Do rapidly developing countries take up new responsibilities for climate change mitigation?

Abstract

A significant number of countries classified as “developing” during the negotiation of the UNFCCC in the early 1990s have experienced rapid economic growth and increase of greenhouse gas emissions since then. We assess whether governments of such countries are considering taking up responsibility for emissions mitigation in the context of the UNFCCC’s principle of common but differentiated responsibility (CBDR). While an expansion of mitigation responsibility to Non-Annex I countries has been strongly opposed by overarching groups such as the G 77, we find countries such as South Africa and Indonesia that have clearly supported binding commitments. Other countries like China and Singapore oppose binding commitments but increasingly engage in domestic mitigation action. Moreover, China has pledged a significant amount of climate finance. Even in the countries of the Gulf Cooperation Council, which adamantly refuse mitigation commitments, some mitigation action seems to emerge. We thus foresee that countries will increasingly adopt differentiated positions regarding their responsibility for mitigation. This could provide new dynamics in international climate negotiations.

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Notes

  1. 1.

    In the UNFCCC process, this principle is now referred to more comprehensively as the principle of “common but differentiated responsibilities and respective capability” (CBDRRC). However, we stick to the abridged version (CBDR), which is more commonly used.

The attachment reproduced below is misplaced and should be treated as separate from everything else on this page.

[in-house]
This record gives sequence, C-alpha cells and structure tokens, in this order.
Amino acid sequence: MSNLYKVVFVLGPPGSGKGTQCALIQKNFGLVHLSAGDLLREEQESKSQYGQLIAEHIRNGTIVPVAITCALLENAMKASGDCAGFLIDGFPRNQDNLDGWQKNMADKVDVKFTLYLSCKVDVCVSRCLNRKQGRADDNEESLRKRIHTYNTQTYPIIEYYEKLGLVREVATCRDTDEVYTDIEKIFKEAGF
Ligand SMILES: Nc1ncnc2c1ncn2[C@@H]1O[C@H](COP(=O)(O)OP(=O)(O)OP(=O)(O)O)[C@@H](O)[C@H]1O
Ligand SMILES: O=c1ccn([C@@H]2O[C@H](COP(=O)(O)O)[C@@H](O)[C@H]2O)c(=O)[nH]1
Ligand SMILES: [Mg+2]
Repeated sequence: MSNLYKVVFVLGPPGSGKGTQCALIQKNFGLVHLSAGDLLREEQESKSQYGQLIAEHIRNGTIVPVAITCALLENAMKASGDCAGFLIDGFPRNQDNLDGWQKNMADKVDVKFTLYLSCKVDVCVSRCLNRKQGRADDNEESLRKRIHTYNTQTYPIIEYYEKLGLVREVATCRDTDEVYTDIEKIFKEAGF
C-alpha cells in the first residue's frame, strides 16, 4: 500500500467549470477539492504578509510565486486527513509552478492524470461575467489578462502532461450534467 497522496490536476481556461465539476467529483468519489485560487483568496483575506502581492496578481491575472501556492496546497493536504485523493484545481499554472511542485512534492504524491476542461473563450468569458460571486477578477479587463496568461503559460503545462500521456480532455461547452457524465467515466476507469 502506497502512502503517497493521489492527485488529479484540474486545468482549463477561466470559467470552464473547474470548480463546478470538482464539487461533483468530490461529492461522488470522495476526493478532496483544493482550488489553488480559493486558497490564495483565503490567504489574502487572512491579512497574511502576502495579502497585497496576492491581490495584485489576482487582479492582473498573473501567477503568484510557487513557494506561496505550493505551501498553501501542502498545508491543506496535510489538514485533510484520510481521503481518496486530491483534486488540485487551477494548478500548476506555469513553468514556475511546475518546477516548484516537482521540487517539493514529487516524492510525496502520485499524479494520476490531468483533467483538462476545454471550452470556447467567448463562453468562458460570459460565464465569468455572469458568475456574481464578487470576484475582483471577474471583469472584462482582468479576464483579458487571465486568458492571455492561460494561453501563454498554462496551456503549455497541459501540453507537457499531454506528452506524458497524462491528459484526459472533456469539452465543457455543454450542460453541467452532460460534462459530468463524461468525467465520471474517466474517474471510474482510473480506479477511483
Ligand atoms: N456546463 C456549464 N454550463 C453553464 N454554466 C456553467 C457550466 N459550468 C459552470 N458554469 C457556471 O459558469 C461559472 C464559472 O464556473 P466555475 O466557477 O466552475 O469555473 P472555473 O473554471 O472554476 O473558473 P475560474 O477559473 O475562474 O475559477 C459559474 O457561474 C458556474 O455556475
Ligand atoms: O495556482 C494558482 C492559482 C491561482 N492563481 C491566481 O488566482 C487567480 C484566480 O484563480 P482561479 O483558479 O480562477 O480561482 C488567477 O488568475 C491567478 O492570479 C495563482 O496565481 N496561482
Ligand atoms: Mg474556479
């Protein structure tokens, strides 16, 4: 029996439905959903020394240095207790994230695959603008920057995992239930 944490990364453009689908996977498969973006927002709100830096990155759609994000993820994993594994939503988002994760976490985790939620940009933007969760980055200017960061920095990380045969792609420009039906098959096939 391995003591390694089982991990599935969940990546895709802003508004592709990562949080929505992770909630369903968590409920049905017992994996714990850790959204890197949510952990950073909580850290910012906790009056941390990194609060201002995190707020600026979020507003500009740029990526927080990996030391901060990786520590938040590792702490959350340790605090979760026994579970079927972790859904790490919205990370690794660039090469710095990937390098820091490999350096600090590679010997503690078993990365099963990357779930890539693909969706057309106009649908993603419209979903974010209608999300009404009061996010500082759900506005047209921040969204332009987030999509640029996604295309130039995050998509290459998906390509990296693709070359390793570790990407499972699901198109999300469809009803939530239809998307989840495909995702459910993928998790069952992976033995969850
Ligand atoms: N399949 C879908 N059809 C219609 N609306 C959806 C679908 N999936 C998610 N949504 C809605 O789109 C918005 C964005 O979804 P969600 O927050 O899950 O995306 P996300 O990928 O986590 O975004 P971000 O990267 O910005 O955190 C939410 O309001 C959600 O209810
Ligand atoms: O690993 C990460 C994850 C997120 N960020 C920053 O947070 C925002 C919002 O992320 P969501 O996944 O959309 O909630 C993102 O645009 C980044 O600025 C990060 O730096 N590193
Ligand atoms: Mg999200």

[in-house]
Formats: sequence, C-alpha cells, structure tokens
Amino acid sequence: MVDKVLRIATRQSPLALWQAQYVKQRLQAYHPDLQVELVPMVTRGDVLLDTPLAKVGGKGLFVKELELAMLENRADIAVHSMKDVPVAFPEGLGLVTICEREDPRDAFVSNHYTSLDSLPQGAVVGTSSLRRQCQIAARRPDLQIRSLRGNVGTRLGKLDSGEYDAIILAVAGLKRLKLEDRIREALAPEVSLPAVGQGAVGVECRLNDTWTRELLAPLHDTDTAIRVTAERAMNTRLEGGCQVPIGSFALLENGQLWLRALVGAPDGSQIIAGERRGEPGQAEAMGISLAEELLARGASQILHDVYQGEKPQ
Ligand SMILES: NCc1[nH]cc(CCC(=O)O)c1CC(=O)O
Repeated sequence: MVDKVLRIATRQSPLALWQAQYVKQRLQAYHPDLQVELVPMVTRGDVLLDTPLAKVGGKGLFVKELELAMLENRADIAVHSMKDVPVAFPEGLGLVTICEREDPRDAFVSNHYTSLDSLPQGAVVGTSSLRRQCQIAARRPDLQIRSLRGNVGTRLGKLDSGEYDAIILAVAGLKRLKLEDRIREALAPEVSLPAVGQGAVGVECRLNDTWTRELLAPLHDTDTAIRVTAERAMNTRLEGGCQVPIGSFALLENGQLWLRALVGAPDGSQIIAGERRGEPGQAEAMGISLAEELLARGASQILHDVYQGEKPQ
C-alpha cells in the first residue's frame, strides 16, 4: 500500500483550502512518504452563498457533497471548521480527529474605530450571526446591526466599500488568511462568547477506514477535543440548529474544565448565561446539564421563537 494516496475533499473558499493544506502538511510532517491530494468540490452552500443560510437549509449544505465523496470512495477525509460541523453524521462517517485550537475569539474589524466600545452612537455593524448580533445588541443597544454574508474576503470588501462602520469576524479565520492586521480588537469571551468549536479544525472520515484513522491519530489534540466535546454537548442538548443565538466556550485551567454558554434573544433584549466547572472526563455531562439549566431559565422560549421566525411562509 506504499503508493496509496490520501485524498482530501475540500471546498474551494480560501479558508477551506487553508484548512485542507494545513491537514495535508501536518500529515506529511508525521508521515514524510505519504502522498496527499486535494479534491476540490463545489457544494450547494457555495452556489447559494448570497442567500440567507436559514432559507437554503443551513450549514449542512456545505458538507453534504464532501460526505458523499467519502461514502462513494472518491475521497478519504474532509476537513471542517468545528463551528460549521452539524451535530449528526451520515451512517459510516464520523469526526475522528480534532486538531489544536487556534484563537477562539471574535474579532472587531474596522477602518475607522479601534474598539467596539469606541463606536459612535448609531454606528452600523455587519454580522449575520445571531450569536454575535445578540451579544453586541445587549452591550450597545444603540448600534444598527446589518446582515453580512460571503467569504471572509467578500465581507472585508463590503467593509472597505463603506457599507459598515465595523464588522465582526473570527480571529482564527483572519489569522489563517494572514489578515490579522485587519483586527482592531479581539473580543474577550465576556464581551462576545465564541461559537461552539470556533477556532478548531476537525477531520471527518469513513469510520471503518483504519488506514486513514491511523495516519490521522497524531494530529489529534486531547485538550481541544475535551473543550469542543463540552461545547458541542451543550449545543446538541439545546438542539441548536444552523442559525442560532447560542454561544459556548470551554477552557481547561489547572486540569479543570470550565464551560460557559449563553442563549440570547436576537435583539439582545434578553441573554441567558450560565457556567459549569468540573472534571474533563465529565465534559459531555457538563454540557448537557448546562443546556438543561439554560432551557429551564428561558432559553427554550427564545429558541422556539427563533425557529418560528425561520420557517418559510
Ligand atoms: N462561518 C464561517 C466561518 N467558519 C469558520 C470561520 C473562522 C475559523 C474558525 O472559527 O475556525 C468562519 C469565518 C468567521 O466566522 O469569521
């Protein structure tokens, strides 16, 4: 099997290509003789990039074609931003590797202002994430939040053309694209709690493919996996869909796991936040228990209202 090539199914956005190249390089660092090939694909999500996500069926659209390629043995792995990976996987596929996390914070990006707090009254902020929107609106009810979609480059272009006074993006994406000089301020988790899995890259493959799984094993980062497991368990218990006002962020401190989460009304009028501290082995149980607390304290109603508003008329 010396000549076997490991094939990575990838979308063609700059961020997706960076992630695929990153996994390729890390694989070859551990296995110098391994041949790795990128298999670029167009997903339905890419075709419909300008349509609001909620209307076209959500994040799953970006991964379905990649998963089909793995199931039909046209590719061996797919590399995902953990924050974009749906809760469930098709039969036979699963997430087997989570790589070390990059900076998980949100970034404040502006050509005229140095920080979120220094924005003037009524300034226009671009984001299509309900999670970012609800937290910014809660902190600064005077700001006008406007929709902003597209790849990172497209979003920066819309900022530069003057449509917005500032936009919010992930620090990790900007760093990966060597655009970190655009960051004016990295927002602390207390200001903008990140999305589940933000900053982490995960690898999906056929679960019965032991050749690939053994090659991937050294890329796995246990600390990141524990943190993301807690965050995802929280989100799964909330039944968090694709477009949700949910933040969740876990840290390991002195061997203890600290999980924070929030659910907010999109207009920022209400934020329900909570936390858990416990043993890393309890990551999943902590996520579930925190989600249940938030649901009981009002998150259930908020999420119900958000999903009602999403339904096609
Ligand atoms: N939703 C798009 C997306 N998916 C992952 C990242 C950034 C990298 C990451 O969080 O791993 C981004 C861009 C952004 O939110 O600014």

2. 2.

    Countries classified as HIC have a GNI per capita ≥ USD 12,746; for UMIC the relevant threshold is USD 4125 (World Bank 2014).

  3. 3.

    It should be noted, however, that some predictions of future emissions are necessary in order to establish the baseline scenario to assess countries’ emission reductions. So far, countries have an incentive to overestimate baseline emissions because this inflates their perceived mitigation effort. If such baselines were simultaneously used to calculate responsibilities, the incentive to compute biased baselines could be significantly reduced.

  4. 4.

    For further discussion of CBDR, also considering its use in other international treaties, see Honkonen (2009), and Pauw et al. (2014).

  5. 5.

    The World Bank has recently classified India as a lower-middle income country, but despite its strong recent growth period, it remains much closer to the upper threshold for low-income countries than to the lower threshold for UMIC. Table 1 shows that India’s per-capita income is less than half of the Chinese.

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Correspondence to Katharina Michaelowa.

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This article is part of a Special Issue on “Climate Justice in Interdisciplinary Research” edited by Christian Huggel, Markus Ohndorf, Dominic Roser, and Ivo Wallimann-Helmer.

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Michaelowa, A., Michaelowa, K. Do rapidly developing countries take up new responsibilities for climate change mitigation?. Climatic Change 133, 499–510 (2015). https://doi.org/10.1007/s10584-015-1528-6

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Keywords

  • Climate Change Mitigation
  • Mitigation Action
  • Gulf Cooperation Council
  • Gulf Cooperation Council Country
  • Fossil Fuel Subsidy